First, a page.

Bruce_Gordon: He put in the Viewliner train of the future in 1957 -- then tore it down in 1958 to make way for the monorail.

Bruce_Gordon: He's the one that said it would never be finished....”

But in the post-Walt era, is every change equal?

Are we to blindly accept all revisions to Disneyland, good or bad - - from the nifty New Fantasyland to the aesthetic assault of Winnie-the-Pooh and Tomorrowland ’98 - - as if each new scheme were preordained by Walt?

Surely sacrificing Mary Blair’s handcrafted tile murals for printed billboard wraps was not Walt’s treasured dream for the future. Nor do long-abandoned attractions in full-view of the paying public seem much like Progressland.

So who decides for all of us? Can anyone with a wrecking ball and a dream become the next Walt Disney?





What did the maestro really want? In various interviews, Walt expanded on his expansion theory:

“Disneyland is like a piece of clay, if there’s something I don’t like, I’m not stuck with it. I can reshape and revamp.”

“There are many ways that you can use those certain basic things and give them a new d├ęcor, a new treatment. I’ve been doing that with Disneyland. Some of my things I’ve redone as I’ve gone along. Reshaped them.”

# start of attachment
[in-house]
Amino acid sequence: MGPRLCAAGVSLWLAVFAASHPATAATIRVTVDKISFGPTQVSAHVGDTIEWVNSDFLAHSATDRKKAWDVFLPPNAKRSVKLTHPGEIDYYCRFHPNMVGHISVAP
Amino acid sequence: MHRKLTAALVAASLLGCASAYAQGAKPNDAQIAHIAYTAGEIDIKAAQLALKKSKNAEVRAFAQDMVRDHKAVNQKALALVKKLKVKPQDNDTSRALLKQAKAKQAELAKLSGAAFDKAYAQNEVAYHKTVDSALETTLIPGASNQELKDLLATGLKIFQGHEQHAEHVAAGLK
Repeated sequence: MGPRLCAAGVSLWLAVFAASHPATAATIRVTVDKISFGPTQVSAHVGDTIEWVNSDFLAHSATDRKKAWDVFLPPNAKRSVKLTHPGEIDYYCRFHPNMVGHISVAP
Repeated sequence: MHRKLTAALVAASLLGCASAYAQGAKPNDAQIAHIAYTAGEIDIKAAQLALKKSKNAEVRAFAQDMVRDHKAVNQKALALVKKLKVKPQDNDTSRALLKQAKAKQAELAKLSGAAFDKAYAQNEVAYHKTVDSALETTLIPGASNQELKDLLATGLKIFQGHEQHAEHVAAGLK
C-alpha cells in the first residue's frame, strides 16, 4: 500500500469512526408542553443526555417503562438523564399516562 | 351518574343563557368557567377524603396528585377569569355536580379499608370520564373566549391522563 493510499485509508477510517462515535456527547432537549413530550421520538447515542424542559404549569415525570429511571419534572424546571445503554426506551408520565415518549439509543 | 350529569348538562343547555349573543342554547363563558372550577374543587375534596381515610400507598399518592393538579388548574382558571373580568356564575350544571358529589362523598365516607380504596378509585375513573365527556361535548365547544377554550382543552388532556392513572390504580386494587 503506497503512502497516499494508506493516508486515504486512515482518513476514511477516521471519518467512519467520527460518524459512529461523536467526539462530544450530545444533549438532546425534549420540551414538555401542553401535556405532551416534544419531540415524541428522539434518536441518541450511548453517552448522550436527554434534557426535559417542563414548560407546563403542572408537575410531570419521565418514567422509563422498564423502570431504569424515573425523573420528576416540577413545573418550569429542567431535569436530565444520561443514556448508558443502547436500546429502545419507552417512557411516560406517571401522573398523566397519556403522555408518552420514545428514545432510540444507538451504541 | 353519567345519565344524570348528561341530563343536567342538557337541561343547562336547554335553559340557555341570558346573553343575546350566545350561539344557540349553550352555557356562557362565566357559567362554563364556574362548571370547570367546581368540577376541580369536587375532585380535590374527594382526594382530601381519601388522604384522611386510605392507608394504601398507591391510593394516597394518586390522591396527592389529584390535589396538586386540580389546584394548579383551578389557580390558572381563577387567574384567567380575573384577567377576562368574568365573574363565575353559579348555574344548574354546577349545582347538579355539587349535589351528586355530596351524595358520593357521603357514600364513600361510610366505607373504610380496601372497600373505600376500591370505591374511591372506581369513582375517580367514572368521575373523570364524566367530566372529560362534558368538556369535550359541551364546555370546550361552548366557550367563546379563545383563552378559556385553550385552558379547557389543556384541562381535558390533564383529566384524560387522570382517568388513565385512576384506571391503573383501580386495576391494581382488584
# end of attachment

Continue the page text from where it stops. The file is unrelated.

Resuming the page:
“The way I see it, Disneyland will never be finished. It’s something we can keep developing and adding to. A motion picture is different. Once it’s wrapped up and sent out for processing, we’re through with it. If there are things that could be improved, we can’t do anything about them anymore. I’ve always wanted to work on something alive, something that keeps growing. We’ve got that in Disneyland.”

…So, Walt clearly expected his heirs to create thrilling new additions for Disneyland’s future and fix the problem areas.

But did he also intend that we turn our back on the past? Quite to the contrary, nostalgia was part of Disneyland’s very concept. After all, the great castles, parks, monuments and museums of European antiquity had inspired its design.

Walt elaborates:

“I love the nostalgic myself. I hope we never lose some of the things of the past.”

“Disneyland will be the essence of America as we know it, the nostalgia of the past, with exciting glimpses into the future. It will give meaning to the pleasure of children – and pleasure to the experience of adults.”